Revised February 2019

JEL Codes: O12; O13; J16

Keywords: Gender Roles, Female Empowerment, Local Industrial Development, Gold Mining

Reference: 209

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Authors: Elizabeth Baldwin, Yongyang Cai, Karlygash Kuralbayeva

Feb 2019

Applying climate policy in practice means considering capital stocks: some assets will pro¬duce pollution whenever they are used, and some will not. Therefore long-term abatement plans should influence current investment. Moreover, newer technologies exhibit learning-by-doing in the deployment of associated infrastructure. We investigate these ideas from both theoretical and numerical perspectives. An increasing carbon tax will reduce investments in assets that pollute, and so reduce emissions in the short term: our “irreversibility effect”. We also show that the optimal innovation subsidy increases with the deployment rate: our “acceleration effect”. Considering second-best settings, we show that, although carbon taxes achieve stringent policy targets more efficiently, subsidies to the “renewables” sector deliver higher welfare when policy targets are more mild.

Revised February 2019

JEL Codes: O44, Q54, Q58

Keywords: Infrastructure, Clean and Dirty Energy Inputs, Renewable Energy, Stranded Assets, Carbon Budget, Climate Change Policies, Green Paradox

Reference: 204

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Authors: Saeed Moshiri, Gry Østenstad, Wessel N. Vermeulen§

Feb 2019

This study investigates the effects of an oil boom on firms’ performance using data from the Canadian Annual Survey of Manufactures. We exploit the time variation of the booming natural resource sector activity in an oil-producing area with the location of manufacturing plants. We hypothesize that the effect of the booming sector on plants depends on their spatial proximity, which allows us to create an exogenous treatment variable. The outcome variables include plant-level wages, employment, sales, and exports. We find that the effect of the booming sector on the incidence of exporting varies greatly by plant-level productivity. More productive plants become more likely to export relative to less productive plants. They can do so by paying a higher wage, while employment grows less than plants that serve only the domestic market. We find that initial productivity and plants’ ability to export provides an important differentiation in average plants effects. In particular, while there is a great variety in the effect by sector, a clear linkage with the resource industry is not observed.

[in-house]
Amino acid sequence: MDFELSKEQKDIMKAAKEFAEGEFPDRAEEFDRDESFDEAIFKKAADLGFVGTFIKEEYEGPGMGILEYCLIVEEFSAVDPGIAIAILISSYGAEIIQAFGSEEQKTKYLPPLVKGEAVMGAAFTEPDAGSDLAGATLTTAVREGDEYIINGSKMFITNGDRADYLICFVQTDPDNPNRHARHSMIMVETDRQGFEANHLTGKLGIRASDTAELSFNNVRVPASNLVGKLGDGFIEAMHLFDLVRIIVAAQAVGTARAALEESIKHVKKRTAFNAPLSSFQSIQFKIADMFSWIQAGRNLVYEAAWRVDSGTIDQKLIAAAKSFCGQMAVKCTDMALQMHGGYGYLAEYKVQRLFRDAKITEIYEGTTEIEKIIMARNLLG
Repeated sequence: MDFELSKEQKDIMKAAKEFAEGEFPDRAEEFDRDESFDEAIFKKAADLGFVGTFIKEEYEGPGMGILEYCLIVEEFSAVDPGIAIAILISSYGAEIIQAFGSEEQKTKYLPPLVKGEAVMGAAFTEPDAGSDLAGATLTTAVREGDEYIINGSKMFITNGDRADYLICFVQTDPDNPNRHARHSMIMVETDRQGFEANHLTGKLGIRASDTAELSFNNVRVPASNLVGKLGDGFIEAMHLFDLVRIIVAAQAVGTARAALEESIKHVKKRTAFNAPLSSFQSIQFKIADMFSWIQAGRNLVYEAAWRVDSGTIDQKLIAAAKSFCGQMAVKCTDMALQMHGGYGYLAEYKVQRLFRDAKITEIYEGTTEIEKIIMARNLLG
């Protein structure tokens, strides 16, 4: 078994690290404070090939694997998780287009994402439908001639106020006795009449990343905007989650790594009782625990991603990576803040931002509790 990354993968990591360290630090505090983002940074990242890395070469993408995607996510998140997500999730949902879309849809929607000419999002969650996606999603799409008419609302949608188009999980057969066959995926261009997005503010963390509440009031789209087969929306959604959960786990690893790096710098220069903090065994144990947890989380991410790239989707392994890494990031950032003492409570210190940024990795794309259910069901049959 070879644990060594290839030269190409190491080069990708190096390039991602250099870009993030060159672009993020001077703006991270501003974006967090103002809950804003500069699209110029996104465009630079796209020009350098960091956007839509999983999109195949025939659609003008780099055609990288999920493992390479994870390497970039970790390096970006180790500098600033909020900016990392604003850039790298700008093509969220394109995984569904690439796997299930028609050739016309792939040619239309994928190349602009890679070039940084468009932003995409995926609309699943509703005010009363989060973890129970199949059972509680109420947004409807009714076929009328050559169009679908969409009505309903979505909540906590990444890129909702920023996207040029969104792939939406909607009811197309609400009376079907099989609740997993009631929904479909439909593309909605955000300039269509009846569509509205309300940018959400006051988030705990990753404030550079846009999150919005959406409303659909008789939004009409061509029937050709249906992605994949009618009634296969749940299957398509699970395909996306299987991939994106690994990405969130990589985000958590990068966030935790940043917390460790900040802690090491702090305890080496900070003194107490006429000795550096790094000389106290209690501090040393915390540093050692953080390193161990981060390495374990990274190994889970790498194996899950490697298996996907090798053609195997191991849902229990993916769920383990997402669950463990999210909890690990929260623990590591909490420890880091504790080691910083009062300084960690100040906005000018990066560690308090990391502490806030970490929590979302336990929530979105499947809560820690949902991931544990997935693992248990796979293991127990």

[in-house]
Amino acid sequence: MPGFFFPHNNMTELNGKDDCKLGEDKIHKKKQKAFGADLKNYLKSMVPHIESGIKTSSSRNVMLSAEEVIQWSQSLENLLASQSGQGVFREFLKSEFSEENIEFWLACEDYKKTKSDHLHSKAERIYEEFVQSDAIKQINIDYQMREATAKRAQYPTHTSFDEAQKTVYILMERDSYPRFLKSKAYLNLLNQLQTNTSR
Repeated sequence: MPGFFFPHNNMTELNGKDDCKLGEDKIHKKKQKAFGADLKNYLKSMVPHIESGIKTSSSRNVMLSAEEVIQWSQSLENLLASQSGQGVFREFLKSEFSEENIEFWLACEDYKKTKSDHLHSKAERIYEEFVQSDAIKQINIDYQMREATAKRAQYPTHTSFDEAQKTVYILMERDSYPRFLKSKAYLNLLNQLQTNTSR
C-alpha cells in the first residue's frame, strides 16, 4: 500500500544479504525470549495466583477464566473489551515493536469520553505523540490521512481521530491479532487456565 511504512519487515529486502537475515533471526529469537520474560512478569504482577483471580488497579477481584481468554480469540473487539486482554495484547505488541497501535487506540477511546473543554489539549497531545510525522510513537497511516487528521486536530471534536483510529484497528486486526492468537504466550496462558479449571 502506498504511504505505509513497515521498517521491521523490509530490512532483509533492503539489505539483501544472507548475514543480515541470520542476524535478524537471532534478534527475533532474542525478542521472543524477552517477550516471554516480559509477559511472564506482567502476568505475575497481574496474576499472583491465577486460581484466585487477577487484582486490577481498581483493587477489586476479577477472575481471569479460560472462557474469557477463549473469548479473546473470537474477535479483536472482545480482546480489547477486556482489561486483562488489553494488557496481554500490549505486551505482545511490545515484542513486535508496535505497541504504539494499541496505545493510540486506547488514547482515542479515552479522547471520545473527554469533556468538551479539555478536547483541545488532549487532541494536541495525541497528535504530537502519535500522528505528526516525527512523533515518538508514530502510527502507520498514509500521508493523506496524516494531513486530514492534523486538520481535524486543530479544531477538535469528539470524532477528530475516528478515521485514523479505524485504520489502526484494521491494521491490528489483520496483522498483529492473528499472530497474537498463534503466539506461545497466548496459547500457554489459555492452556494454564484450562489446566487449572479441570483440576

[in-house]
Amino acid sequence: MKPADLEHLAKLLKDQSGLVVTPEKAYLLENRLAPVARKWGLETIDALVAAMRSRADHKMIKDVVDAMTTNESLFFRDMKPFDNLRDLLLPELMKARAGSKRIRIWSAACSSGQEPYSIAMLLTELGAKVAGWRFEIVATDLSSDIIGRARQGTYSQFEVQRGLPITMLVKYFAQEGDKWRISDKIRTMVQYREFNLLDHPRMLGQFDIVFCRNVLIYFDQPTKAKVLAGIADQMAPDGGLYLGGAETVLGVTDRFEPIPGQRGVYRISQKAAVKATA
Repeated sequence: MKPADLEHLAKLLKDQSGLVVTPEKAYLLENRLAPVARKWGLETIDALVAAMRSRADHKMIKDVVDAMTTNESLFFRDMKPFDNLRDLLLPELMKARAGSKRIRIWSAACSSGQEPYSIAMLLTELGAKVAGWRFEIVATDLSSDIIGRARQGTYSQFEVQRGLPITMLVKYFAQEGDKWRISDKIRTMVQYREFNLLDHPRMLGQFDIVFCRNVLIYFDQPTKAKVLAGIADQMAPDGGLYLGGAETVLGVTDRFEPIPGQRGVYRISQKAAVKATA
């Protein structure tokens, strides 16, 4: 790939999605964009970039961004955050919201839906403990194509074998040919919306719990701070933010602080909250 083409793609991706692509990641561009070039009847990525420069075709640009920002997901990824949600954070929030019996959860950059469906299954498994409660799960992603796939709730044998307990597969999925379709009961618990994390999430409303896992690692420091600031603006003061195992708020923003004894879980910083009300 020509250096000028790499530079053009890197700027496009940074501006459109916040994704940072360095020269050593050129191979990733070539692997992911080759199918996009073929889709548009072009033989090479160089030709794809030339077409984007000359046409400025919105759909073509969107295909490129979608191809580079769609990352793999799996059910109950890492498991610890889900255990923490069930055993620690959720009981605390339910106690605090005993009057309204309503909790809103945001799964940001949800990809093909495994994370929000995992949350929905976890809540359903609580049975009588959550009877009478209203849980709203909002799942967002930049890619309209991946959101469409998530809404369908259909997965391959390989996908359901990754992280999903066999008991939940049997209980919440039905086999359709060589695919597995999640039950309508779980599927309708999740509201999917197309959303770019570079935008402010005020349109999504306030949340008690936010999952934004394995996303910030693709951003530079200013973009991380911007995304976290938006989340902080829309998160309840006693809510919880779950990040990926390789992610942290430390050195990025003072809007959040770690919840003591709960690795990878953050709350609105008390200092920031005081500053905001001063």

JEL Codes: L6, O4, R11, R15

Keywords: natural resources, heterogeneous firms, regional economics

Reference: 216

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Authors: Peter Neary, Monika Mrázová

Feb 2019

We provide an overview and synthesis of recent work on models of monopolistic competition with heterogeneous firms in international trade, paying particular atten¬tion to pass-through, selection effects, competition effects, and matching endogenous with exogenous distributions. A recurring theme is that CES preferences are extremely convenient for deriving analytic results, but also extremely restrictive in their theoret-ical and empirical implications. We introduce the class of “constant-response demand functions” to describe some related families of demand functions that provide a unifying principle for much recent work that explores alternatives to CES demands.

JEL Codes: F12, L11, F23

Keywords: Heterogeneous Firms; Pass-Through; Quantifying Effects of Globalization; Super- and Sub-Convexity; Supermodularity

Reference: 868

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Authors: Roberto Bonfatti, Yuan Gu, Steven Poelhekke

Jan 2019

Africa’s interior-to-coast roads are well suited to export natural resources, but not to support regional trade. Are they the optimal response to geography and comparative advantage, or the result of suboptimal political distortions? We investigate the political determinants of road paving in West Africa across the 1965-2012 period. Controlling for ge¬ography and the endogeneity of democratization, we show that autocracies tend to connect natural resource deposits to ports, while the networks expanded in a less interior-to-coast way in periods of democracy. This result suggests that Africa’s interior-to-coast roads are at least in part the result of suboptimal political distortions.

JEL Codes: P16, P26, D72, H54, O18, Q32

Keywords: political economy, democracy, infrastructure, natural resources, development

Reference: 215